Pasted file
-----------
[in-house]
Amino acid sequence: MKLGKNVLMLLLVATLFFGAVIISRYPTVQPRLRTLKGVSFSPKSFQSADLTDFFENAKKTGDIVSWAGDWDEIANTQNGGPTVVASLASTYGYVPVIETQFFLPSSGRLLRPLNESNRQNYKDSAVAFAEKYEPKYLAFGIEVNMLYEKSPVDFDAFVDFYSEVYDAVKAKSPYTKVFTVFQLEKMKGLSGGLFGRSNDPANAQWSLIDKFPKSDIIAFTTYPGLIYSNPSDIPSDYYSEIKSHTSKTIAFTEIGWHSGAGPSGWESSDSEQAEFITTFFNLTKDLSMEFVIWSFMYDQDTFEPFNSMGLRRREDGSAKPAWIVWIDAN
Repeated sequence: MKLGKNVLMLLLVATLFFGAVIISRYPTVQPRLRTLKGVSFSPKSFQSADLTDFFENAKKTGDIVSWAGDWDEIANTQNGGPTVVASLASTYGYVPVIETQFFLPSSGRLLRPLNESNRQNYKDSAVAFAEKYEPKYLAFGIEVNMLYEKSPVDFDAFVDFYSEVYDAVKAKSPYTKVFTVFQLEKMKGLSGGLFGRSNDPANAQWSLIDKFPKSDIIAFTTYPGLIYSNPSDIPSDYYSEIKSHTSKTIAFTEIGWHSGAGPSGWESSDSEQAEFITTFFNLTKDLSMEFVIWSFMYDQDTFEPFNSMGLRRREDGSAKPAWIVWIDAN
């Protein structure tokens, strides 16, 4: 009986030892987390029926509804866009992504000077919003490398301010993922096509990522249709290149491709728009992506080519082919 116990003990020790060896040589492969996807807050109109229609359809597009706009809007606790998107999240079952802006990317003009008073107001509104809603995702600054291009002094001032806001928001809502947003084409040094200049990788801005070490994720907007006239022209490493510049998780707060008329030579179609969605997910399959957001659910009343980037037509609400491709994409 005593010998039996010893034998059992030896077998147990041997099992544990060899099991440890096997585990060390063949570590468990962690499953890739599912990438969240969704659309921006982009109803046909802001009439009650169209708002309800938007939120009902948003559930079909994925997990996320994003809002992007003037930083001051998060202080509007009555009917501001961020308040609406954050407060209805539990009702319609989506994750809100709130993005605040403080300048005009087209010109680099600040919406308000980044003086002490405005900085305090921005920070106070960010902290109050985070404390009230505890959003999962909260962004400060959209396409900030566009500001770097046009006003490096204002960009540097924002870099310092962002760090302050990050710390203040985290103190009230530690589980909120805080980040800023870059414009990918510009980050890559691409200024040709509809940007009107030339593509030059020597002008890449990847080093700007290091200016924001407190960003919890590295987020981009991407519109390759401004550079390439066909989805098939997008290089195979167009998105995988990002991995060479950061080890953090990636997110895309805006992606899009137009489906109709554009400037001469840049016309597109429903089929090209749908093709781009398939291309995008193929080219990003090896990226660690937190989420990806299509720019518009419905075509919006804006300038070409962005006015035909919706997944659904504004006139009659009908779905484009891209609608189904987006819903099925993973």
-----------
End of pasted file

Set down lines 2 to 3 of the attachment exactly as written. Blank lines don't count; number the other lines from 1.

Amino acid sequence: MKLGKNVLMLLLVATLFFGAVIISRYPTVQPRLRTLKGVSFSPKSFQSADLTDFFENAKKTGDIVSWAGDWDEIANTQNGGPTVVASLASTYGYVPVIETQFFLPSSGRLLRPLNESNRQNYKDSAVAFAEKYEPKYLAFGIEVNMLYEKSPVDFDAFVDFYSEVYDAVKAKSPYTKVFTVFQLEKMKGLSGGLFGRSNDPANAQWSLIDKFPKSDIIAFTTYPGLIYSNPSDIPSDYYSEIKSHTSKTIAFTEIGWHSGAGPSGWESSDSEQAEFITTFFNLTKDLSMEFVIWSFMYDQDTFEPFNSMGLRRREDGSAKPAWIVWIDAN
Repeated sequence: MKLGKNVLMLLLVATLFFGAVIISRYPTVQPRLRTLKGVSFSPKSFQSADLTDFFENAKKTGDIVSWAGDWDEIANTQNGGPTVVASLASTYGYVPVIETQFFLPSSGRLLRPLNESNRQNYKDSAVAFAEKYEPKYLAFGIEVNMLYEKSPVDFDAFVDFYSEVYDAVKAKSPYTKVFTVFQLEKMKGLSGGLFGRSNDPANAQWSLIDKFPKSDIIAFTTYPGLIYSNPSDIPSDYYSEIKSHTSKTIAFTEIGWHSGAGPSGWESSDSEQAEFITTFFNLTKDLSMEFVIWSFMYDQDTFEPFNSMGLRRREDGSAKPAWIVWIDAN